Lafayette student cited for trespassing and two other charges

By Kathryn Kelly ‘19

Staff Writer

Steven Mercado ‘15 found out he was being charged by the city for public drunkenness, disorderly conduct and simple trespassing with everyone else. His citations were published in The Express Times, but he said he did not receive paper copies of the citations himself.

On Dec. 18 at 3:07 a.m., Mercado, a defensive tackle for Lafayette’s football team, allegedly entered 633 Monroe St. “by force” and “under the influence of alcohol where he was a danger to himself and others” according to court records. Mercado “made threats and terrorized the occupant” of the house, records say.

According to one of the citations, Mercado allegedly entered the house “yelling profanity at the occupant and yelling when he left the residence.”

Associate Director of Public Safety Jeff Troxell believes Mercado may have walked through the house and left through the back door. It is unclear whether the door was locked or unlocked, he said. Troxell reported no damage to the property, though one occupant of the house, Larisa Chiesa ‘17 said that the locks on the door had to be changed.

According to Troxell, Lafayette College Public Safety responded to a call from the owner of the house “in less than a minute,” but by that time, the trespasser was already gone.

The officers responding got a description of the trespasser from the occupant of the house and it matched Mercado, Troxell said. Three public safety officers were present, along with at least one Easton police officer, who Troxell believes may have been there as a “courtesy” back-up to the public safety officers.

According to Troxell, when public safety found Mercado that night and issued him his citation, he was “very cooperative and understood what [the officers] were there for.”

Mercado said that hemay be facing internal charges at Lafayette. Although he could not comment on internal charges,Troxell confirmed that Mercado was facing external charges with the city of Easton. While an Easton police officer was present for the incident, Mercado said that the Easton P.D. reported no charges against him.

Mercado declined to comment on whether he entered the house at 633 Monroe Street, but he did express concern about the length of time it took for him to find out he was being formally cited for the three crimes.

He said he was told on Dec. 18 that he was cited for the incident, but that he “never received a paper copy” of it in the mail. According to Troxell, public safety did not file the citation with the magistrate’s office until Jan. 22, about a month after the incident.

Troxell said that the charges were not filed until Jan. 22 for Mercado’s benefit, to “ensure that he got his citations properly,” and to “help him out to file it, so he had time to get the citation and address it properly.” However, Troxell is unsure whether this decision was communicated to Mercado.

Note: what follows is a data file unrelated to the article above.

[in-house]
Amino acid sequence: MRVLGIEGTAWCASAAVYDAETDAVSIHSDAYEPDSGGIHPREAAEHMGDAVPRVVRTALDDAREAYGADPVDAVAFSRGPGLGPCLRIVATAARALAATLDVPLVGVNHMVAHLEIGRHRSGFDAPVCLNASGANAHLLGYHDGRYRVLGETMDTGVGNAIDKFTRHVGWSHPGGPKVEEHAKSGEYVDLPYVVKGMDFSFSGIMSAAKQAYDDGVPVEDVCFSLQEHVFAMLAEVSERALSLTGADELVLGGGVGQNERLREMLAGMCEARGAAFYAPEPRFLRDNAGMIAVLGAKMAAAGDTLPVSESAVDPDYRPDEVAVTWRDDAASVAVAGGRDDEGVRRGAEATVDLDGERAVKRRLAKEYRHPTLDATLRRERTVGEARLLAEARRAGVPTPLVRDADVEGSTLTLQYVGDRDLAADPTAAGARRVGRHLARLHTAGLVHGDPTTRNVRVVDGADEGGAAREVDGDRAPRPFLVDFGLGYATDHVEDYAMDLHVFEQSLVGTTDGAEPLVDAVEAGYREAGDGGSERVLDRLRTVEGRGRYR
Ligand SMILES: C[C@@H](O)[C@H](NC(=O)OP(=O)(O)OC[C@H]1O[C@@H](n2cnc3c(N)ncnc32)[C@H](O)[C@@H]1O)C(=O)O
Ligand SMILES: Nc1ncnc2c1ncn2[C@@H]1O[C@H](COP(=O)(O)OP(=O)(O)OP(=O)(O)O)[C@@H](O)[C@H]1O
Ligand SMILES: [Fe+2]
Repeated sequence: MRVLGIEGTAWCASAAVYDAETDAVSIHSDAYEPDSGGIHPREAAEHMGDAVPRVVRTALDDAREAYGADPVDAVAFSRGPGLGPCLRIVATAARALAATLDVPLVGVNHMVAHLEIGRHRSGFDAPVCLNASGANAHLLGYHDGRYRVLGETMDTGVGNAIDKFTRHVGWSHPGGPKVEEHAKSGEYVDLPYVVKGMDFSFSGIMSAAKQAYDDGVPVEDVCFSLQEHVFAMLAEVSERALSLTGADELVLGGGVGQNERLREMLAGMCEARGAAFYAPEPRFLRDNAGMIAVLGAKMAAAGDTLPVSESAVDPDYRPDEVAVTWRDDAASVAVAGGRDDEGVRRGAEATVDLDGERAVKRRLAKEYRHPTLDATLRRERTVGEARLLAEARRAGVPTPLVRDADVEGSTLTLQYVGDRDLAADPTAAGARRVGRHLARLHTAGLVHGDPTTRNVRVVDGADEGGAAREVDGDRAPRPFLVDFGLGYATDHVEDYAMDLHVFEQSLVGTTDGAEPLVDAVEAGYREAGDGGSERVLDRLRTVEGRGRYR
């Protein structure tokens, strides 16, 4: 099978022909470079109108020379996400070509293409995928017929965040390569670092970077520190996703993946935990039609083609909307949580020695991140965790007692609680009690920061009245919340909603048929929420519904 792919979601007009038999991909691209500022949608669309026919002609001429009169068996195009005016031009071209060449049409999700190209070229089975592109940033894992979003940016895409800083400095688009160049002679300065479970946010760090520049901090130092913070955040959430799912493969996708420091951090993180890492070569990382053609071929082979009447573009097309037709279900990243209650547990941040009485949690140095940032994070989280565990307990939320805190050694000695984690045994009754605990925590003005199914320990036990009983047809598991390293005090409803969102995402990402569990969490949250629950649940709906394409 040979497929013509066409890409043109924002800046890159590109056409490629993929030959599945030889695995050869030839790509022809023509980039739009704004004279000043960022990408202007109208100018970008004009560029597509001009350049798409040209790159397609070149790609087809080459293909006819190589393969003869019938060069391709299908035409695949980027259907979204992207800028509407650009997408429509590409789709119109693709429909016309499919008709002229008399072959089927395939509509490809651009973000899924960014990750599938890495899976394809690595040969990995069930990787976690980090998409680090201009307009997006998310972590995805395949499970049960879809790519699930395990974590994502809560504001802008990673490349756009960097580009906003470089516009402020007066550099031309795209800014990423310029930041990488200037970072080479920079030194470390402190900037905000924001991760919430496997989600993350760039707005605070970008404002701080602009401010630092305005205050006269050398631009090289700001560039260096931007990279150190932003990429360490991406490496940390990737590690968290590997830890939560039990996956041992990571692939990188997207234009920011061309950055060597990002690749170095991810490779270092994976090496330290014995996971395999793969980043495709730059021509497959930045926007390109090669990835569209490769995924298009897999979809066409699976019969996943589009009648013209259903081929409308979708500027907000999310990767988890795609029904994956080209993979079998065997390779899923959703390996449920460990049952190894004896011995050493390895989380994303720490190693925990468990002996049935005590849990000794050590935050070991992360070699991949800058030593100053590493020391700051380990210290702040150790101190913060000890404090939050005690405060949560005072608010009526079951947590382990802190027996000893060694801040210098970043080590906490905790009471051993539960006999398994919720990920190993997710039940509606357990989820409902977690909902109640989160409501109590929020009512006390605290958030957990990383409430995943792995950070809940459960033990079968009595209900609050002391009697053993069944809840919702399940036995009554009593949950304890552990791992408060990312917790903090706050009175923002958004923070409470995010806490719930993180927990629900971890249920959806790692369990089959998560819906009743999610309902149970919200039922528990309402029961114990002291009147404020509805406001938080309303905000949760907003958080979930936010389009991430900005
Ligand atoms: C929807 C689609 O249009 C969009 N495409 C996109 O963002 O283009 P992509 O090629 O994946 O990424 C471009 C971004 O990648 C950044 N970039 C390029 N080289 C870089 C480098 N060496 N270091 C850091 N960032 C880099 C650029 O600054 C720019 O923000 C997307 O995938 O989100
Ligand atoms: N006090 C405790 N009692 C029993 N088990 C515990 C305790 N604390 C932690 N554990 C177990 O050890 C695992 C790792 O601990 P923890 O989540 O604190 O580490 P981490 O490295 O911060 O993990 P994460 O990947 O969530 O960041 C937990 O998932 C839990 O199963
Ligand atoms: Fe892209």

The citations were mailed to Mercado’s on campus mailbox for him to sign, but were returned to their sender, according to a clerk at the Magistrate’s office. The clerk said that the citation papers are being sent to Mercado’s home address in Florida, where he said he was staying until roughly a week or two ago. The papers will also be re-sent to his mailbox at Lafayette, the clerk said.

The court is giving Mercado more time to respond because of address confusion, but if he fails to respond within another ten days after the second citation is sent, a warrant will be issued for his arrest, the clerk said.

Mercado is not currently enrolled at Lafayette, he said, but it is not due to the charges filed. He has taken the semester off to lengthen his period of eligibility as a football player after a missed season from injury—part of Patriot League policy.

Once Mercado responds to the charges, a court date can then be set.

4 comments

Your article contradicts itself in saying that he was charged by city police and then saying he was charged by public safety. The article in the Express Times says he was only charged by public safety and I would imagine he could not be charged by both the city an public safety for the same crimes. It seems you have mistakenly stated that he was cited by city police

Our article is correct. Lafayette College Public Safety has the ability to file charges with the City of Easton, and it can file internal charges within the college.

Not sure the author here understands that Mercado was charged by Lafayette police, not city police. In this article, it states at least two different times that he was charged by the city of Easton but the real newspaper clearly states he was charged by public safety. The author even reiterates that Troxell stated the Easton officer was there just as backup so why would he/she have charged Mercado if the incident occurred on Lafayette property where their police officers have jurisdiction?

To clarify: Our article is correct. Lafayette College Public Safety has the ability to file charges with the City of Easton, and it can file internal charges within the college. That is why there are court records of the incident (you’ll notice that The Express-Times also cites court records of the incident). Mercado also confirmed he was facing internal charges at Lafayette College.

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